Behavioral Health Considerations for Nurse Leaders

Nurse administrators work with teams of nurses with varying degrees of experience and from different backgrounds. It is paramount that they observe and consider the mental and behavioral health of the people they work with to maintain smooth and successful operations.

According to Salveo Integrative Health, “behavioral health is a differentiation that encompasses mental health” and specifically “relates to the connection between your behavior and the health of your mind, body, and spirit. It is the way your habits affect your mental and physical health and wellness.”

How Behavioral Health Influences the Healthcare Environment

Behavioral health can influence the healthcare environment in multiple ways. Due to recent surges in mental health issues, many healthcare facilities need to increase their behavioral health capacities. The COVID-19 pandemic highlighted the widespread need for mental and behavioral programs and how healthcare providers can help individuals access these resources.

Nobl states that “it is important that every facility be able to a) provide safe and efficient mental health care to promote the well-being of each patient, and b) to maximize their capacity to provide care to more individuals.”

The best method for considering behavioral health for all is to study the various types of mental health struggles people in a community go through. This method entails studying the most common key components and variations of mental health. Knowing about these health factors can improve how individuals receive help at the healthcare level.

While the priority is caring for patients suffering from behavioral health issues, the nurses on the care team can also suffer from stress due to the increased workload. A workspace must also focus on the mental health of the employees who work there.

Supporting Coworkers With Behavioral Health

One way to combat stress overload as a nurse leader is to recognize the signs of burnout within one’s nursing staff. Once these signs of burnout are validated, they can implement ways for nurses to take breaks that resonate as “meaningful” to them.

In an article on healthcare burnout and leadership, Reena Joseph Kelly and Larry R. Hearld report that “nearly 50% of behavioral healthcare providers feel overburdened due to the emotionally taxing nature of the job, high stress levels, perceived lack of career advancement opportunities, and low salaries coupled with high caseloads.”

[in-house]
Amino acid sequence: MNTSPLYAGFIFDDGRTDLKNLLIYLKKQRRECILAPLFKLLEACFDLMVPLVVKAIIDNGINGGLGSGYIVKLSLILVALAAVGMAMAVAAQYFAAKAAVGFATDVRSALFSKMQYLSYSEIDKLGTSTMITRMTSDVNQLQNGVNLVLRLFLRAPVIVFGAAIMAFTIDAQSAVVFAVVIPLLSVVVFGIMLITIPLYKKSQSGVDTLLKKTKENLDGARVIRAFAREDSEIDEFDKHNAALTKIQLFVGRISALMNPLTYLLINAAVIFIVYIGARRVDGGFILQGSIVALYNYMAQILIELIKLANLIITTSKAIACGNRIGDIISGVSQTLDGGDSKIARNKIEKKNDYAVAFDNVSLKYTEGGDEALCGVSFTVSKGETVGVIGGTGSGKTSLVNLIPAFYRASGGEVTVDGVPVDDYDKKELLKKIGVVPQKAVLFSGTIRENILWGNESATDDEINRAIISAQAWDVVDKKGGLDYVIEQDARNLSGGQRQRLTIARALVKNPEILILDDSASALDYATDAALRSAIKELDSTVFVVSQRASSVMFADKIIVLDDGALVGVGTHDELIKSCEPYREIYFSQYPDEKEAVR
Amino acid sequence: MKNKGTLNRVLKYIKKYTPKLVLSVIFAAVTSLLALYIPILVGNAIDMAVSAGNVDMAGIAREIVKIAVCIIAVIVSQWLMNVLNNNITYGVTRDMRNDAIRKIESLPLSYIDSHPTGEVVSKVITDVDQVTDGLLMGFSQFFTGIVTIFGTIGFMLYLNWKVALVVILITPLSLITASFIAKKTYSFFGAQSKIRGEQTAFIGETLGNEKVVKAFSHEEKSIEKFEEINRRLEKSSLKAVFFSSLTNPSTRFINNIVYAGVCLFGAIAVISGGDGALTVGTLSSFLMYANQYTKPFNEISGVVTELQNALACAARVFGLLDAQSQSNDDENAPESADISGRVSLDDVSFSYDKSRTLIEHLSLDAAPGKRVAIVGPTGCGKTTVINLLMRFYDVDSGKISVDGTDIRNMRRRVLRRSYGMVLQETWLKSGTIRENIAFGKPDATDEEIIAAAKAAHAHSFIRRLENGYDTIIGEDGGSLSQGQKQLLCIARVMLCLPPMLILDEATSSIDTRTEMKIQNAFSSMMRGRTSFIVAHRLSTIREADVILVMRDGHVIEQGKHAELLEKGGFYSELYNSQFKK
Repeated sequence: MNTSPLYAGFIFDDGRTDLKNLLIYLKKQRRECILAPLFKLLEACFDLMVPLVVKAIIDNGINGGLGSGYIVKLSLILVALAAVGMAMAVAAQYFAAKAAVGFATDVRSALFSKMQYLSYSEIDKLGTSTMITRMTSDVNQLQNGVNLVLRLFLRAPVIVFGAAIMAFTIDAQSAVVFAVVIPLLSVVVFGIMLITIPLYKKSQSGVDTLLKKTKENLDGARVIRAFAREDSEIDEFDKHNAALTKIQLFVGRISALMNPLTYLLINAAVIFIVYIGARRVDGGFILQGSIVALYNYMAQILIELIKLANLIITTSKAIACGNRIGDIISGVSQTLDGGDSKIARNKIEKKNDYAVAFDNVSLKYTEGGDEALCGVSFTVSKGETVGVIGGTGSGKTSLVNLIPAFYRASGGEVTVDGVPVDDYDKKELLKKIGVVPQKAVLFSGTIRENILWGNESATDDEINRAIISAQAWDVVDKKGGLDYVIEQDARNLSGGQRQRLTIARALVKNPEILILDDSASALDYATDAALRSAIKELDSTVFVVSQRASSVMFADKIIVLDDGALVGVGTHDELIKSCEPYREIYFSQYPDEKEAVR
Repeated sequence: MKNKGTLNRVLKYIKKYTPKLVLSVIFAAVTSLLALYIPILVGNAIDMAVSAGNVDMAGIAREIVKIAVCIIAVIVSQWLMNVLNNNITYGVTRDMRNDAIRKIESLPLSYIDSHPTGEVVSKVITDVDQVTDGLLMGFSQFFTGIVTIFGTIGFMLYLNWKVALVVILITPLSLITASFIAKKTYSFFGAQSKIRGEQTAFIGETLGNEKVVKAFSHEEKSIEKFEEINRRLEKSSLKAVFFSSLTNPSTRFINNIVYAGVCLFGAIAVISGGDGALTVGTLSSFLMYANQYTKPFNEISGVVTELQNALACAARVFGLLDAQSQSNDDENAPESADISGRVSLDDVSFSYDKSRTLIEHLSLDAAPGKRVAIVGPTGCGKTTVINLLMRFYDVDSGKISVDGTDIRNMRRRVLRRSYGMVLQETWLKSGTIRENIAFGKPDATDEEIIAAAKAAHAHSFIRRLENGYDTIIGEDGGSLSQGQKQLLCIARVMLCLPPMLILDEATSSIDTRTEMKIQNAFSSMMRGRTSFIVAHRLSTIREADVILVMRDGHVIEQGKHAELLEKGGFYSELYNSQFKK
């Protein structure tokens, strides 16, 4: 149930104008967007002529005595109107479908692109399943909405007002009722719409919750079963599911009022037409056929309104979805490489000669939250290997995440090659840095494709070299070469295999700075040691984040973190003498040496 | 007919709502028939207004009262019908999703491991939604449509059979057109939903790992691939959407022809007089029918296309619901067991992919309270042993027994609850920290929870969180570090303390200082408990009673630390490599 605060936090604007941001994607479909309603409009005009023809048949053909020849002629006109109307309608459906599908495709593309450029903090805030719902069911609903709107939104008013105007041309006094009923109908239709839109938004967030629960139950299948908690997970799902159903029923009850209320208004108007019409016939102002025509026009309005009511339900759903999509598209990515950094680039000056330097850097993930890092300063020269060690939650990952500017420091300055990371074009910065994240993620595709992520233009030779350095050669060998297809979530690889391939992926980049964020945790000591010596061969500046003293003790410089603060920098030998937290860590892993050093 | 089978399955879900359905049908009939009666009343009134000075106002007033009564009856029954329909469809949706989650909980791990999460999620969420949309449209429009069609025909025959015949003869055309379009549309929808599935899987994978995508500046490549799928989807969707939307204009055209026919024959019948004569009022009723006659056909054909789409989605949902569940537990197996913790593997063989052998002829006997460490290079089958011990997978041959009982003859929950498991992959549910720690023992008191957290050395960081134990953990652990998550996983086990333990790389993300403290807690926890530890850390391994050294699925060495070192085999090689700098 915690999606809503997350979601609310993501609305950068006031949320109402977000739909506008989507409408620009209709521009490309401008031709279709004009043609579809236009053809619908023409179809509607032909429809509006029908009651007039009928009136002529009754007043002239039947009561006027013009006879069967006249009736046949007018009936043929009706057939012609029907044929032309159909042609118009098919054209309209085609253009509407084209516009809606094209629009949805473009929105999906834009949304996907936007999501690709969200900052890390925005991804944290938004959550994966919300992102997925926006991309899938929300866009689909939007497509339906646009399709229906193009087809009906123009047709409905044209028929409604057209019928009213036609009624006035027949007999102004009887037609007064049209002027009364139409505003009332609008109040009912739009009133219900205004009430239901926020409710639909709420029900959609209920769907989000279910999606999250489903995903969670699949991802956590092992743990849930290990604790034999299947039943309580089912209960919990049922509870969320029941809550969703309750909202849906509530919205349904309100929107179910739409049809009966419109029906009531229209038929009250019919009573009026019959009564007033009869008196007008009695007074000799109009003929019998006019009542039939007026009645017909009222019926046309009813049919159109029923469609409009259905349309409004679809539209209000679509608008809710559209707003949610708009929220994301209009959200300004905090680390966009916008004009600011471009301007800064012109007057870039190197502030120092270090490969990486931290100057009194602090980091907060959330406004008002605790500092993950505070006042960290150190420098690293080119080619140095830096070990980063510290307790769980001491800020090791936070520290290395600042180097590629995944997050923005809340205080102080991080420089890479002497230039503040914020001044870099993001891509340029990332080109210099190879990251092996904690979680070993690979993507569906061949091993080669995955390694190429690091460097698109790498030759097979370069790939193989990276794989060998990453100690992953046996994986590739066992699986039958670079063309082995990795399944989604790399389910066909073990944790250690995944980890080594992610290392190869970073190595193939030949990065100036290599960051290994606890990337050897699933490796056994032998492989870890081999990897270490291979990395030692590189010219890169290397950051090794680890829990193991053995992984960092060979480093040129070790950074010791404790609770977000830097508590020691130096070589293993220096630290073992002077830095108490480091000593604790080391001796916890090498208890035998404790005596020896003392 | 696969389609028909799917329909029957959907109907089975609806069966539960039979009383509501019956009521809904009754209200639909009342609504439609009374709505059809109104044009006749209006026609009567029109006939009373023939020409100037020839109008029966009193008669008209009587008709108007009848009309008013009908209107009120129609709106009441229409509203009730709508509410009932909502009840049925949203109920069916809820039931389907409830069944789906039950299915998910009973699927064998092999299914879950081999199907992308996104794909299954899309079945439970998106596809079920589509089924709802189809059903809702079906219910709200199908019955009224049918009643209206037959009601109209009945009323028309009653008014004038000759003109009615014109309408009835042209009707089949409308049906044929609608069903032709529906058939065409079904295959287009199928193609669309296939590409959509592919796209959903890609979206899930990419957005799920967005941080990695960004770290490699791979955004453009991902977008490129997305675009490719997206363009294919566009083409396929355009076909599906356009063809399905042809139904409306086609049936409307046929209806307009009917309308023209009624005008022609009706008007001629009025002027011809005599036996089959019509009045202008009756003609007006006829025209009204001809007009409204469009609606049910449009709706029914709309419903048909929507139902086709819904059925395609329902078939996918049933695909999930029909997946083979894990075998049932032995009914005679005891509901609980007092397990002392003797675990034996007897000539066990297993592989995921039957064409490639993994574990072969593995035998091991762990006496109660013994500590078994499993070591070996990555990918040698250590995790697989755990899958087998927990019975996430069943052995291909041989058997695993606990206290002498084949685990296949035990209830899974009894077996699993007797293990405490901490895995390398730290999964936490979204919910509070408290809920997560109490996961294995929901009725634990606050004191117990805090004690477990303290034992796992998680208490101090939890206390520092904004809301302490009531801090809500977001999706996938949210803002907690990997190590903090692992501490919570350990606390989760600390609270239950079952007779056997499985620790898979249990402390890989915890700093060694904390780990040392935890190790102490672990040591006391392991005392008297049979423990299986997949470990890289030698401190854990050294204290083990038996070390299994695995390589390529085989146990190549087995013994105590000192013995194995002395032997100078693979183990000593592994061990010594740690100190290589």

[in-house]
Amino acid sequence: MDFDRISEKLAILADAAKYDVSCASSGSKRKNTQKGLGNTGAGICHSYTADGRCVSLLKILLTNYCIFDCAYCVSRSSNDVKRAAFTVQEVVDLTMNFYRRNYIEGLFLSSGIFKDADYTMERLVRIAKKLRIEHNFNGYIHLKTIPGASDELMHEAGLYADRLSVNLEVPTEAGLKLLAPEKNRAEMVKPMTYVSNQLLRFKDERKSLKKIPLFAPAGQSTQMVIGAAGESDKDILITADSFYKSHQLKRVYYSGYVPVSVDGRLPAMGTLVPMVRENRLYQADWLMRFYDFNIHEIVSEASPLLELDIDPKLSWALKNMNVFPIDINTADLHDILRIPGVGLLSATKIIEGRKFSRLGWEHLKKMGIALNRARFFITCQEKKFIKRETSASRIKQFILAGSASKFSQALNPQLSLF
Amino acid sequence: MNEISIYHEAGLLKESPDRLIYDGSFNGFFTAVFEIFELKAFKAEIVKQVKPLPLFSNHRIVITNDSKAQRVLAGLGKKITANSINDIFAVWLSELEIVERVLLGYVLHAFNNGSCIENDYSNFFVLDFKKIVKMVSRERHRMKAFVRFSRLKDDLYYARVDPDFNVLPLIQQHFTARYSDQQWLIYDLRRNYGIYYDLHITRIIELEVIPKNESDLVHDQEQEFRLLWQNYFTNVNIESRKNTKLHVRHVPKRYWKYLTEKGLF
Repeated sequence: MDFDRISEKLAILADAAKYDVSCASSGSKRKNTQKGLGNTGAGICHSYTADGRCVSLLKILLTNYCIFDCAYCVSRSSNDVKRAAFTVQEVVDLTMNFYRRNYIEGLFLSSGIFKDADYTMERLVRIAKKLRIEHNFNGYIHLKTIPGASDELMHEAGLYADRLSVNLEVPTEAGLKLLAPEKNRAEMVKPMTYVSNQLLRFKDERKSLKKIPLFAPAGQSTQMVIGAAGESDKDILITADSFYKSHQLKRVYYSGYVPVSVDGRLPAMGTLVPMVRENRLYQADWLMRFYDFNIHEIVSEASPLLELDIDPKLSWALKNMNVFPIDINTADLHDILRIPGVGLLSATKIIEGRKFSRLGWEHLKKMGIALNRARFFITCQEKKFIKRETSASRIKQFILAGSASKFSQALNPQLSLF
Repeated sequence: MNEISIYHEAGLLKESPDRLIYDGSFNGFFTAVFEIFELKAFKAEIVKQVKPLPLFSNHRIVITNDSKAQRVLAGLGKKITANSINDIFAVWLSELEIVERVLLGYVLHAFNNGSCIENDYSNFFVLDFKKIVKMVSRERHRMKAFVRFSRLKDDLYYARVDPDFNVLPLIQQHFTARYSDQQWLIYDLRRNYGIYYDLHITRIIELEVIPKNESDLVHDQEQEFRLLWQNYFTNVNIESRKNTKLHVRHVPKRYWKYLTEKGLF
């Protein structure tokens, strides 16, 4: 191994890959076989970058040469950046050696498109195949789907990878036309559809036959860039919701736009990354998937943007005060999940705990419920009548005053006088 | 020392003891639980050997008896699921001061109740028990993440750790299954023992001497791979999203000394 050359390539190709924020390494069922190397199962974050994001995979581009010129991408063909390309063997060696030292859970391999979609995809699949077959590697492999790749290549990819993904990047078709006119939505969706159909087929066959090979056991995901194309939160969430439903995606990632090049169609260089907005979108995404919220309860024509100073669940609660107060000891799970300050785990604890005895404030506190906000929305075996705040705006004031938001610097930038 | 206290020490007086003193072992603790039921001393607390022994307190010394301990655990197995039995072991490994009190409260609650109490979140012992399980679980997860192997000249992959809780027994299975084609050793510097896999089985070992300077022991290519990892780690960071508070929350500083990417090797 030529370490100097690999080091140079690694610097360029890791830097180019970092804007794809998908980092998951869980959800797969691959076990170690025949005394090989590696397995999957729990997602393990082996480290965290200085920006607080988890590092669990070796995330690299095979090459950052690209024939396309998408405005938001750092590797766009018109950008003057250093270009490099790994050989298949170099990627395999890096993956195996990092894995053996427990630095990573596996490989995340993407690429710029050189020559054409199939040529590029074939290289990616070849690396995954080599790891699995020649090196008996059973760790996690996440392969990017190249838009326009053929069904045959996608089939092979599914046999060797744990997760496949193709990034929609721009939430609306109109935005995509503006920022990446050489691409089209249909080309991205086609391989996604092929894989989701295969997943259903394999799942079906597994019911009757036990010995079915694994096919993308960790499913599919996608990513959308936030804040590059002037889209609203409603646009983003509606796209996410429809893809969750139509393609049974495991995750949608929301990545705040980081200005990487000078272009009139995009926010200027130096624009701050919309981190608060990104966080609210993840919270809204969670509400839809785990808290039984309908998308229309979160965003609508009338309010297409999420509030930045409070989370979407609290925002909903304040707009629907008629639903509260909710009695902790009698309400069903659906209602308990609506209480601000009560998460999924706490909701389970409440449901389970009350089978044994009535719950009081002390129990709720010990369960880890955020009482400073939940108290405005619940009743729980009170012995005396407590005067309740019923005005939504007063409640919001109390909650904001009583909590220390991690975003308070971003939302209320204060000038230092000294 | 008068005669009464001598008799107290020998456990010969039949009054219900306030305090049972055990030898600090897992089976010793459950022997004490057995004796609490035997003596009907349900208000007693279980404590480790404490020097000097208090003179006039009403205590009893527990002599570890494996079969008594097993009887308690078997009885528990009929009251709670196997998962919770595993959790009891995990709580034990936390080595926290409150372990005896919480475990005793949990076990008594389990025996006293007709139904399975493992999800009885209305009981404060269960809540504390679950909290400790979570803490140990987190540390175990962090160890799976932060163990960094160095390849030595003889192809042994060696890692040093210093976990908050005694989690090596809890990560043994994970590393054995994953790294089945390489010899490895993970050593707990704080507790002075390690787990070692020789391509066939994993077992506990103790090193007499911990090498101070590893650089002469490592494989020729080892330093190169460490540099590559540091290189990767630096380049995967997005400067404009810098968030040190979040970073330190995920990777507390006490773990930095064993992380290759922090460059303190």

If nurses feel burdened by any of these items, they might begin to feel unmotivated in their career field. At this point, their determination has already slowly started to decline.

Nurse leaders can take control of staff burnout by cultivating a new leadership style that allows nurses to feel valued in the facility. Specific leadership styles have decreased burnout and inspired coworkers to appreciate their career field again.

Kelly and Hearld list leader behaviors that result in lower rates of employee burnout. Such leaders “engage in clear communication and active listening, empathize with employees and coworkers, adopt compassionate and ethical approaches to problem-solving, and exhibit a willingness to accept recommendations.”

Other factors may mitigate employee burnout, but leadership style is a major contributor. Other factors include the personality, behavior or traits of the nurse leader in charge of the facility.

Regardless of burnout, a career in behavioral health is rewarding, as it allows nurses to actively guide patients toward a life not weighed down by mental health challenges.

Prepare to Make a Difference With a Master’s Degree

One way to make a difference in patients’ lives as a nurse is to further your career and earn your Master of Science in Nursing (MSN) degree. Graduates of the Registered Nurse (RN) to MSN – Nursing Administration online program at William Paterson University are equipped to be highly effective nurse leaders in a variety of healthcare environments.

Students will develop high-demand organizational leadership skills to advocate for healthcare policies and systems to improve healthcare. The program’s accelerated nature means nurses can accomplish this in as few as 20 months.

This intensive program simultaneously allows all students to make a difference in the health of the nursing population in which they work. For example, The Role of the Advanced Practice Nurse, an elective course, covers the current sociocultural, ethical and legal issues that impact quality care. In the Leadership and Professional Practice course, students will examine various issues affecting healthcare systems from the leadership viewpoint.

Each future nursing administrator will obtain the knowledge and skills necessary to enter influential roles such as chief nursing officer, chief administration officer, nurse manager and charge nurse.

Learn more about William Paterson University’s RN to MSN – Nursing Administration online program.

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